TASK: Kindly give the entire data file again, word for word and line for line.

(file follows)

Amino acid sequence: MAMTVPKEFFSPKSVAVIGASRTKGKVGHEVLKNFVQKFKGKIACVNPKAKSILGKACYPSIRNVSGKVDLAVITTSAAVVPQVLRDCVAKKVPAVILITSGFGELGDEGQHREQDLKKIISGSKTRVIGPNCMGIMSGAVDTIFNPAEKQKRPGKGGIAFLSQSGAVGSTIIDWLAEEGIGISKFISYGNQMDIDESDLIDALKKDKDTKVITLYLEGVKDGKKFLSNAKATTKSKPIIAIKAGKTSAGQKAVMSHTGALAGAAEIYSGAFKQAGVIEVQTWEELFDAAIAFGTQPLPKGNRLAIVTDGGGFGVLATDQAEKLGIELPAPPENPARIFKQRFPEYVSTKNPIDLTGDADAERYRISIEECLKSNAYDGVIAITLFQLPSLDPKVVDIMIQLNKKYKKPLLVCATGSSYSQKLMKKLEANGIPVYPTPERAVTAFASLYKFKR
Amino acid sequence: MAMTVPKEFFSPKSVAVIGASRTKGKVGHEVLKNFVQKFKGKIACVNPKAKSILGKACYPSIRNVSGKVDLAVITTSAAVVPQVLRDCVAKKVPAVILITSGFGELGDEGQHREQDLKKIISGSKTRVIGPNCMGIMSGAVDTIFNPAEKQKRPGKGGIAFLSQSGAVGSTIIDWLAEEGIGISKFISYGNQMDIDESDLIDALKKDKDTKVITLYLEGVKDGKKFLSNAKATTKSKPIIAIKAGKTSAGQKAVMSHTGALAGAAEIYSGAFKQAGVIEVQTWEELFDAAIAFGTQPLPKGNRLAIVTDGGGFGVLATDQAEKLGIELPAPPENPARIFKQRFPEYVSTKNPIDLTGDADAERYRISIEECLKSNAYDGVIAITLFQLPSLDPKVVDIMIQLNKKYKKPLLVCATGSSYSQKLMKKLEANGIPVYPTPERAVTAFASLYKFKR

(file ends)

Amino acid sequence: MAMTVPKEFFSPKSVAVIGASRTKGKVGHEVLKNFVQKFKGKIACVNPKAKSILGKACYPSIRNVSGKVDLAVITTSAAVVPQVLRDCVAKKVPAVILITSGFGELGDEGQHREQDLKKIISGSKTRVIGPNCMGIMSGAVDTIFNPAEKQKRPGKGGIAFLSQSGAVGSTIIDWLAEEGIGISKFISYGNQMDIDESDLIDALKKDKDTKVITLYLEGVKDGKKFLSNAKATTKSKPIIAIKAGKTSAGQKAVMSHTGALAGAAEIYSGAFKQAGVIEVQTWEELFDAAIAFGTQPLPKGNRLAIVTDGGGFGVLATDQAEKLGIELPAPPENPARIFKQRFPEYVSTKNPIDLTGDADAERYRISIEECLKSNAYDGVIAITLFQLPSLDPKVVDIMIQLNKKYKKPLLVCATGSSYSQKLMKKLEANGIPVYPTPERAVTAFASLYKFKR
Amino acid sequence: MAMTVPKEFFSPKSVAVIGASRTKGKVGHEVLKNFVQKFKGKIACVNPKAKSILGKACYPSIRNVSGKVDLAVITTSAAVVPQVLRDCVAKKVPAVILITSGFGELGDEGQHREQDLKKIISGSKTRVIGPNCMGIMSGAVDTIFNPAEKQKRPGKGGIAFLSQSGAVGSTIIDWLAEEGIGISKFISYGNQMDIDESDLIDALKKDKDTKVITLYLEGVKDGKKFLSNAKATTKSKPIIAIKAGKTSAGQKAVMSHTGALAGAAEIYSGAFKQAGVIEVQTWEELFDAAIAFGTQPLPKGNRLAIVTDGGGFGVLATDQAEKLGIELPAPPENPARIFKQRFPEYVSTKNPIDLTGDADAERYRISIEECLKSNAYDGVIAITLFQLPSLDPKVVDIMIQLNKKYKKPLLVCATGSSYSQKLMKKLEANGIPVYPTPERAVTAFASLYKFKR